The Senate Finance Committee has asked the Internal Revenue Service (IRS) to hand over records, including donor lists, relating to Muslim charities and foundations, the paper said on Wednesday, citing documents and officials.
The request is a rare and an unusually broad use of the committee's power to obtain private records held by the government, the paper added.
IRS officials say they expect to comply with the request because it falls within the panel's statutory authority, according to The Post.
The request includes leadership lists, financial records, applications for tax-exempt status, audit materials and the results of criminal investigations.
"Government officials, investigations by federal agencies and the Congress and other reports have identified the crucial role that charities and foundations play in terror financing," Committee chairman Charles Grassley, an Iowa Republican, and the panel's senior Democrat, Montana Senator Max Baucus, wrote in a 22 December letter to the IRS.
"The Muslim community would view this as another fishing expedition solely targeting Muslims in America. Are they now going to start a witch hunt of all the donors so that Muslims feel they're going to be targeted once more based on their charitable giving"
Spokesman, Council on American-Islamic Relations
"We have a responsibility to carry out oversight to ensure charities, foundations and other groups are abiding by the laws and regulations, to examine their source of funds, and to ensure government agencies, including the IRS, are policing them and enforcing the law efficiently and effectively," the letter added.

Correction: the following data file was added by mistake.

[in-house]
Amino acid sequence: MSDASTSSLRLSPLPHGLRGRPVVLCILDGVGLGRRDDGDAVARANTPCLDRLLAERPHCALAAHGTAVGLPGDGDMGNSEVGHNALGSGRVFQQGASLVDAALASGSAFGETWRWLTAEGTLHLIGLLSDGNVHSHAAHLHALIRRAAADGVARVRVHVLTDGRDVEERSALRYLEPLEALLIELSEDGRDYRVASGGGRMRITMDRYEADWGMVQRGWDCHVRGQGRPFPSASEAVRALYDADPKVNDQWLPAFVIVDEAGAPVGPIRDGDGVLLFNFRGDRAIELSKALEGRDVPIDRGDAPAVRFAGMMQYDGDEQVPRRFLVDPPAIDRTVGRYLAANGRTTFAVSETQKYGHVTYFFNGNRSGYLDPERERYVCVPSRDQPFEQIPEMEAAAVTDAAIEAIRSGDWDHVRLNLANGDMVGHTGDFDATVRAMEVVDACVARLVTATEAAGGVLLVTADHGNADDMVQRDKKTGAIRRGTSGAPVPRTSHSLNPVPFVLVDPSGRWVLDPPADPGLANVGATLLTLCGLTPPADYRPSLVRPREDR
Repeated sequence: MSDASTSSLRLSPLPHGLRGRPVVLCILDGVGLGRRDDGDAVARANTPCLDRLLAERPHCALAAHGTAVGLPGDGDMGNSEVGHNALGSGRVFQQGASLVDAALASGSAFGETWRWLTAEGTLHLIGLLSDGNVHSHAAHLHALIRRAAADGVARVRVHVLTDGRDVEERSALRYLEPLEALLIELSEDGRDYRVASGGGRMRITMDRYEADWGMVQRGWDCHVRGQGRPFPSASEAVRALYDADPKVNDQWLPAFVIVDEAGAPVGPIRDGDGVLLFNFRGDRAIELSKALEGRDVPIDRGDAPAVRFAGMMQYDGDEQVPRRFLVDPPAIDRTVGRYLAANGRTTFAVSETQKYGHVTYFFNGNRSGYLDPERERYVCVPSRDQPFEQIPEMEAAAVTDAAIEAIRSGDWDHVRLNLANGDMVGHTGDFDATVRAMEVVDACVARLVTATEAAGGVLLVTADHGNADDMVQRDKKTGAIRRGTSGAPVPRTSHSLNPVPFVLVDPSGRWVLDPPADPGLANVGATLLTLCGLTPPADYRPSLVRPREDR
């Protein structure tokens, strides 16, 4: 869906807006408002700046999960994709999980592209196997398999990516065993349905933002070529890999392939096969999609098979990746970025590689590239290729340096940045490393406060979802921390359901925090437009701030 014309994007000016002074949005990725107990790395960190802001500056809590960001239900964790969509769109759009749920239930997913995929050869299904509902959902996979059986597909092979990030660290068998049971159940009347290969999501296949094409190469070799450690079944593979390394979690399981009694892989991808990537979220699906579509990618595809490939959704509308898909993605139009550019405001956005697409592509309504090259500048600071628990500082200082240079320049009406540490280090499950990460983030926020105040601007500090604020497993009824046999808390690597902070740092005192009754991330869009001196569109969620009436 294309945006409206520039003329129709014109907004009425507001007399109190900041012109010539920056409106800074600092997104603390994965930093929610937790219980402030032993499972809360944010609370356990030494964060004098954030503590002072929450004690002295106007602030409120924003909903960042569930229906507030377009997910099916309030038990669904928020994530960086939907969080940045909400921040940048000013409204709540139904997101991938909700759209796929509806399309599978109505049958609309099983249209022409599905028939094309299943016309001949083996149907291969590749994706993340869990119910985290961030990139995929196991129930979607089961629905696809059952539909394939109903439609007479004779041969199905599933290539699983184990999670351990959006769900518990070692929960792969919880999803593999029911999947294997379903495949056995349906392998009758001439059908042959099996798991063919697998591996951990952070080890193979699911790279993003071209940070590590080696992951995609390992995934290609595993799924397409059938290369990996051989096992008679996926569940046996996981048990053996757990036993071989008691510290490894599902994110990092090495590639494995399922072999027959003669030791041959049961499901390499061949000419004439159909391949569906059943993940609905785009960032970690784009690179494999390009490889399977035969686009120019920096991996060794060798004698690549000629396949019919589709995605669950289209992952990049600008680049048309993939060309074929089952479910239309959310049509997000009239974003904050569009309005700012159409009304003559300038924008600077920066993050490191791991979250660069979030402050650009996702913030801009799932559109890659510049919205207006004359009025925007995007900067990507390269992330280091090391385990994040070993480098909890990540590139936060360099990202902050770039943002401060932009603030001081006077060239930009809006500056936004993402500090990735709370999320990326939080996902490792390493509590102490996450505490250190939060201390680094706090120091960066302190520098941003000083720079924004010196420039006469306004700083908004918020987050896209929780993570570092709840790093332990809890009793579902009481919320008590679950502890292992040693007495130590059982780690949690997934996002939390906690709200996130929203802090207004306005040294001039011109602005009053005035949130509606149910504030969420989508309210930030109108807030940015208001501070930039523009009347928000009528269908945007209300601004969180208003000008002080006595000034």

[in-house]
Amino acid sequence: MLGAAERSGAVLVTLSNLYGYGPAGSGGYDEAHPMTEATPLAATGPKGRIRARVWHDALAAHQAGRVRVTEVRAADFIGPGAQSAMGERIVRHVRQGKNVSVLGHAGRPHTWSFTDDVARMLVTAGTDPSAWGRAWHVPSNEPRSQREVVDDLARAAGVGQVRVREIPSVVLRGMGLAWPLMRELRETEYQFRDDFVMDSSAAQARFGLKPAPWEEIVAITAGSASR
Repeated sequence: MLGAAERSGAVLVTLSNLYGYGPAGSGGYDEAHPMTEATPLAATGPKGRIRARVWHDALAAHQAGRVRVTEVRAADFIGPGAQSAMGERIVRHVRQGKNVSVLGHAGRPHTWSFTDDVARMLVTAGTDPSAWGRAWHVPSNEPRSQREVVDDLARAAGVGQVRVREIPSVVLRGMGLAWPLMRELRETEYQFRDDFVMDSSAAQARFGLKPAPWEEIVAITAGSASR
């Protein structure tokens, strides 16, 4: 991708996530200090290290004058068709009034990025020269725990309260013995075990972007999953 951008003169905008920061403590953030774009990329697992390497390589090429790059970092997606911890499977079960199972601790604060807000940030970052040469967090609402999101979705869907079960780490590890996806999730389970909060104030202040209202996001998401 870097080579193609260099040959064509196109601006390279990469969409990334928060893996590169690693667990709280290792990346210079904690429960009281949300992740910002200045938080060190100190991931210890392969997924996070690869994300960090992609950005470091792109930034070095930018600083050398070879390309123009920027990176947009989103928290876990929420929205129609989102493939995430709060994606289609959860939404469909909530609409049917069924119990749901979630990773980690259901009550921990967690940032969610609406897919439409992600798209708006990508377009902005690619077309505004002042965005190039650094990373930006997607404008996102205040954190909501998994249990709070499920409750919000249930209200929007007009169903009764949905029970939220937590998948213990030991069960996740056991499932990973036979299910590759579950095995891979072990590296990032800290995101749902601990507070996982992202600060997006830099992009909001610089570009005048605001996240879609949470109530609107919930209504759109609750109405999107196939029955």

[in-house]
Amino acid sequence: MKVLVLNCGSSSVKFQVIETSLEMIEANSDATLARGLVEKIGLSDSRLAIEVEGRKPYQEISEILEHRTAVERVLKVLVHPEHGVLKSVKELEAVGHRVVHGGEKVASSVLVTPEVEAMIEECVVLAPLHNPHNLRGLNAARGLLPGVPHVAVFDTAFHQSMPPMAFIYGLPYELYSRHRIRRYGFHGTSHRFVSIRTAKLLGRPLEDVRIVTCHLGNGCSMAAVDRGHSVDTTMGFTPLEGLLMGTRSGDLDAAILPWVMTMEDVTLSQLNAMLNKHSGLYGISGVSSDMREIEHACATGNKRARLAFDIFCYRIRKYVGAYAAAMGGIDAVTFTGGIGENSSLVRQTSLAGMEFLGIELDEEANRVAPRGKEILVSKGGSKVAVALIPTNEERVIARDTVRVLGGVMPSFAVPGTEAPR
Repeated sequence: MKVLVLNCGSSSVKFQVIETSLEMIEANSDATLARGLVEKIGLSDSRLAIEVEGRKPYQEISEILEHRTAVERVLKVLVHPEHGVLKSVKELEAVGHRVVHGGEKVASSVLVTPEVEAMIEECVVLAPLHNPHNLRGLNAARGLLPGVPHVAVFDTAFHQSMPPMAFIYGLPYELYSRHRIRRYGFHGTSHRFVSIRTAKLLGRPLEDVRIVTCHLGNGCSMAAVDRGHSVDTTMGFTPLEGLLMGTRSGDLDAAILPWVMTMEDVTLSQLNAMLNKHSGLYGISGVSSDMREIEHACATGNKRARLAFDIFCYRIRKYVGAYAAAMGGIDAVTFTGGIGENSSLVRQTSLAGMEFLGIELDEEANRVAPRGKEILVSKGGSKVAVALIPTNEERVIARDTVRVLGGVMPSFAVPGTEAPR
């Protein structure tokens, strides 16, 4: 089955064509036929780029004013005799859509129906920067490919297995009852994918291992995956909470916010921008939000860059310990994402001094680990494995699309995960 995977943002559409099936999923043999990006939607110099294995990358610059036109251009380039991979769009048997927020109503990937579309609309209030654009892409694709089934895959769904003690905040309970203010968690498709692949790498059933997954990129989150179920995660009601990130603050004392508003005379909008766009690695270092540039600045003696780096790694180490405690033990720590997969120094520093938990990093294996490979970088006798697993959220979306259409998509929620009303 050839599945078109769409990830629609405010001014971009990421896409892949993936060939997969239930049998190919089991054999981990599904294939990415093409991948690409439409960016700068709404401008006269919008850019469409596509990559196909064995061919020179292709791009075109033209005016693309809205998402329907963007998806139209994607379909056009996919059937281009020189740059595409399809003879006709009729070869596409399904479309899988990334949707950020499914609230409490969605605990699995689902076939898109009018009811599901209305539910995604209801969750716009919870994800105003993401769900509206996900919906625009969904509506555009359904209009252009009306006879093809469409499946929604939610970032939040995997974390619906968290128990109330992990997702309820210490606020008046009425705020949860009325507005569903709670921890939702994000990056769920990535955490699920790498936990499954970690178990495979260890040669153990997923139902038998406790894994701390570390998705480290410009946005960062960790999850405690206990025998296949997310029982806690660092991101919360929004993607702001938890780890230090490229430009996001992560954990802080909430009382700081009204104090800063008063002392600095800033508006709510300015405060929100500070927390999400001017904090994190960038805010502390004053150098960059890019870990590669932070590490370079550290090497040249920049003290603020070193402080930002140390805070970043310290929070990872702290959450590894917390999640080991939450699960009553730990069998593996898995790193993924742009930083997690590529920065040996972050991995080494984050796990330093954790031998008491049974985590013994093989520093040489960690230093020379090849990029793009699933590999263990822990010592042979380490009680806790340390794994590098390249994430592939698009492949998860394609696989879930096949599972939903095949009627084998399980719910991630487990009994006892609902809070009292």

Muslim leaders and attorneys for charities say the government's investigation has tarnished their reputations and chilled financial support for groups that provide humanitarian support in the Middle East and elsewhere.
"The Muslim community would view this as another fishing expedition solely targeting Muslims in America," Ibrahim Hooper, spokesman for the Council on American-Islamic Relations said.
"Are they now going to start a witch hunt of all the donors of these now closed relief organisations, so that Muslims feel they're going to be targeted once more based on their charitable giving," he added.
Committee staff said the investigation was based not on ethnicity or religious affiliation but rather on concerns that the groups might have ties to terror suspects or their supporters.
"This is not a fishing expedition targeting Muslims," one Senate aide said.
"All the groups we're looking at are suspected of having some connections to terrorism or of doing propaganda for terrorists. We're not presuming anybody's guilty."